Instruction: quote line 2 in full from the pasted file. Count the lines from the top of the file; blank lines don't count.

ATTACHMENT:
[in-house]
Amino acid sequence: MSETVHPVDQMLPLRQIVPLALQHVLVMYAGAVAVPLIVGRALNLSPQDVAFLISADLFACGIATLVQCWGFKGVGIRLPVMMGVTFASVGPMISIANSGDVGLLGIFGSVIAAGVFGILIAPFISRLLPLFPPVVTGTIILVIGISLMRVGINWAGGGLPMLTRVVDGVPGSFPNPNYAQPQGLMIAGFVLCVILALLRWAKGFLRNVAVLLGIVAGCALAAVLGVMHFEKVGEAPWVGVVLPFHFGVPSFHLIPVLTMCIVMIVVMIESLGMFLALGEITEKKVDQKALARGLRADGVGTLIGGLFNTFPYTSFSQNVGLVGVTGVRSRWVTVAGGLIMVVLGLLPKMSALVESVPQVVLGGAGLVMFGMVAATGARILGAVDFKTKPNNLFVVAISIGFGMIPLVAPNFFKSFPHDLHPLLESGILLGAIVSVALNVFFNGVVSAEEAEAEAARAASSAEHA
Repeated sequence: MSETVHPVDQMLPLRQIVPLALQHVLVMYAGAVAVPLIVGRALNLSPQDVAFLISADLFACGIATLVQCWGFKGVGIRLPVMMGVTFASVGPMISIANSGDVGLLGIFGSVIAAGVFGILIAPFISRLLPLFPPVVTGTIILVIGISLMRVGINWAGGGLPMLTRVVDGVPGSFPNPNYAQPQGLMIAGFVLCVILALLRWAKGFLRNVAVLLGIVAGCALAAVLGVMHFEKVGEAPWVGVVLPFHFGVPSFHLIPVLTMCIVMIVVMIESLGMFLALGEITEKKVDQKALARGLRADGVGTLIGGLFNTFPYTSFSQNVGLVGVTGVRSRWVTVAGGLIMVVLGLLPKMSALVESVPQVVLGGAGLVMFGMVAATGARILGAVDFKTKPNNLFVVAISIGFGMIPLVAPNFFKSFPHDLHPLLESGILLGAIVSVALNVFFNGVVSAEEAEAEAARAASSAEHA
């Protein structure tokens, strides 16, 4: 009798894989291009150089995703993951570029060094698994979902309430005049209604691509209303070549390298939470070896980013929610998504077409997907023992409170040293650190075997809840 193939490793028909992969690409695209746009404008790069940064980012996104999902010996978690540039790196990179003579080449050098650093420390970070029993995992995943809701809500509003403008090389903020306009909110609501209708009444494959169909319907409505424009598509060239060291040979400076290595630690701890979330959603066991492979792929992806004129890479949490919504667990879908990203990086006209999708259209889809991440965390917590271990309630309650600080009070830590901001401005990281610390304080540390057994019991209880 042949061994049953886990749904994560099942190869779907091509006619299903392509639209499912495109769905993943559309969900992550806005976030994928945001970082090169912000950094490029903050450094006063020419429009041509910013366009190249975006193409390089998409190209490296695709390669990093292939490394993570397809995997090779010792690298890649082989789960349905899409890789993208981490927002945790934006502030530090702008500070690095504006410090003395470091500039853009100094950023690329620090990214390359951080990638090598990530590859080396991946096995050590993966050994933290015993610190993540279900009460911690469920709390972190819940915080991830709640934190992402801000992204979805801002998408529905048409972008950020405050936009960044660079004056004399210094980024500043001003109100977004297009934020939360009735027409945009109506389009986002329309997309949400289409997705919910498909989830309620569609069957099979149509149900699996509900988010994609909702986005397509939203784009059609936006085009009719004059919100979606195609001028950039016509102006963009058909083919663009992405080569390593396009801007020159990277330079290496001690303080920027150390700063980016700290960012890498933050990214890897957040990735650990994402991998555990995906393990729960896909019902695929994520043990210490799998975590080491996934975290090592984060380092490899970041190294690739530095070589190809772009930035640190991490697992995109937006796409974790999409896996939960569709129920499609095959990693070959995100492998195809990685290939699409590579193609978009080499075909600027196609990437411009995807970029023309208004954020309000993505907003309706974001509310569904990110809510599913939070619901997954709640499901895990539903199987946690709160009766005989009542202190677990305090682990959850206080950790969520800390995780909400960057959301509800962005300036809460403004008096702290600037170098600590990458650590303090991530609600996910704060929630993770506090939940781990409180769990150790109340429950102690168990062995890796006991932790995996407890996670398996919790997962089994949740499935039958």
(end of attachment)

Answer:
Amino acid sequence: MSETVHPVDQMLPLRQIVPLALQHVLVMYAGAVAVPLIVGRALNLSPQDVAFLISADLFACGIATLVQCWGFKGVGIRLPVMMGVTFASVGPMISIANSGDVGLLGIFGSVIAAGVFGILIAPFISRLLPLFPPVVTGTIILVIGISLMRVGINWAGGGLPMLTRVVDGVPGSFPNPNYAQPQGLMIAGFVLCVILALLRWAKGFLRNVAVLLGIVAGCALAAVLGVMHFEKVGEAPWVGVVLPFHFGVPSFHLIPVLTMCIVMIVVMIESLGMFLALGEITEKKVDQKALARGLRADGVGTLIGGLFNTFPYTSFSQNVGLVGVTGVRSRWVTVAGGLIMVVLGLLPKMSALVESVPQVVLGGAGLVMFGMVAATGARILGAVDFKTKPNNLFVVAISIGFGMIPLVAPNFFKSFPHDLHPLLESGILLGAIVSVALNVFFNGVVSAEEAEAEAARAASSAEHA